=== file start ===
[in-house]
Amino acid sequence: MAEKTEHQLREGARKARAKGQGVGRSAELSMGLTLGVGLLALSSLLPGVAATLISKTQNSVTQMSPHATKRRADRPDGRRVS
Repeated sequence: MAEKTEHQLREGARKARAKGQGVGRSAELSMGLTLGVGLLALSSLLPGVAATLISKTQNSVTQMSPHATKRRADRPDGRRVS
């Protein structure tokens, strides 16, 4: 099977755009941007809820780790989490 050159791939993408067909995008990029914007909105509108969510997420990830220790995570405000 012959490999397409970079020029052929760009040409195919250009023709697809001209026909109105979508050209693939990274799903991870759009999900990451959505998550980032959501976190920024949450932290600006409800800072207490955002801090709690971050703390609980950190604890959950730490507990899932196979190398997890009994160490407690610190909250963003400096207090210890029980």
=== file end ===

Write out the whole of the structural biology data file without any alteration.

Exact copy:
[in-house]
Amino acid sequence: MAEKTEHQLREGARKARAKGQGVGRSAELSMGLTLGVGLLALSSLLPGVAATLISKTQNSVTQMSPHATKRRADRPDGRRVS
Repeated sequence: MAEKTEHQLREGARKARAKGQGVGRSAELSMGLTLGVGLLALSSLLPGVAATLISKTQNSVTQMSPHATKRRADRPDGRRVS
């Protein structure tokens, strides 16, 4: 099977755009941007809820780790989490 050159791939993408067909995008990029914007909105509108969510997420990830220790995570405000 012959490999397409970079020029052929760009040409195919250009023709697809001209026909109105979508050209693939990274799903991870759009999900990451959505998550980032959501976190920024949450932290600006409800800072207490955002801090709690971050703390609980950190604890959950730490507990899932196979190398997890009994160490407690610190909250963003400096207090210890029980």